In 1965, Intel Corp. co-founder Gordon Moore was preparing to give a speech about the growth in microprocessor performance when he made an interesting observation: Each new chip was roughly twice as fast as its predecessor--meaning computing power would rise exponentially over a relatively brief period of time. While the pace of advancement has slowed in recent years to a doubling once every 18 months, as compared to the doubling rate in 1965 of once every year, the next five to 10 years will see microprocessor speeds increase by huge increments, says Bob Ferrar, marketing operations manager for Intel's embedded microcomputer division. "In a few years, we'll certainly see chips in the gigahertz [1000 MHz] range at affordable prices," Ferrar predicts.
While the typical small-business computer user may wonder why he or she would need a PC that runs twice as fast as the new 500 MHz Pentium III chip, Ferrar believes gigahertz chips will truly enhance the user's computing experience. "They will really change what you can do within computing," says Ferrar. "They'll allow things like real-time voice and video capability. Voice recognition will also see major improvement." Improved voice recognition will make possible extremely small devices that eschew display screens, mice and keyboards in favor of an interface that relies solely on voice recognition and synthesis (meaning the computer can talk back) for interaction with the user.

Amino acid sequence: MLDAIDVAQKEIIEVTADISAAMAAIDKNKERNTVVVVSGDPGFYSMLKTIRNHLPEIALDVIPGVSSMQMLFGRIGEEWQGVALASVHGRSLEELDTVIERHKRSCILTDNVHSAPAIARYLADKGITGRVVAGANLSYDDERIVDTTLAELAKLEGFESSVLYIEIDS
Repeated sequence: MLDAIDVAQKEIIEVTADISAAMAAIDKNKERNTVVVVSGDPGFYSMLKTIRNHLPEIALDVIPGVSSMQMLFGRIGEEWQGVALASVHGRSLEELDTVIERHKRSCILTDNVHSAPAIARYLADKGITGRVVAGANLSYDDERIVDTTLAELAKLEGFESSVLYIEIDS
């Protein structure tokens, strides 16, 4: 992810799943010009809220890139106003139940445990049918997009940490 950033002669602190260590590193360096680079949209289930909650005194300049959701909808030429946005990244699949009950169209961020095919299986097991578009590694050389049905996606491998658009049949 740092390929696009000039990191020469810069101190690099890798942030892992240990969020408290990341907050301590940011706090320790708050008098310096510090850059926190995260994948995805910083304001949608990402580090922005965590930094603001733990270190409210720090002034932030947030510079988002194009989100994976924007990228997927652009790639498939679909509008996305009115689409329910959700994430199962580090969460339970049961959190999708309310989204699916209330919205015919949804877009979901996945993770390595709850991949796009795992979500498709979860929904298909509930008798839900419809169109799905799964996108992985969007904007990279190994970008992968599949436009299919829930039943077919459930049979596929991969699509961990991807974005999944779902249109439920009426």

Within a few years of their release, Ferrar predicts, gigahertz chips will trickle down into non-PC applications. Here they'll take the form of "embedded" chip technology in hand-held Personal Digital Assistants (PDAs), cellular phones and other consumer electronic devices, giving these products more horsepower as well as a vastly improved ability to handle graphics and audio applications.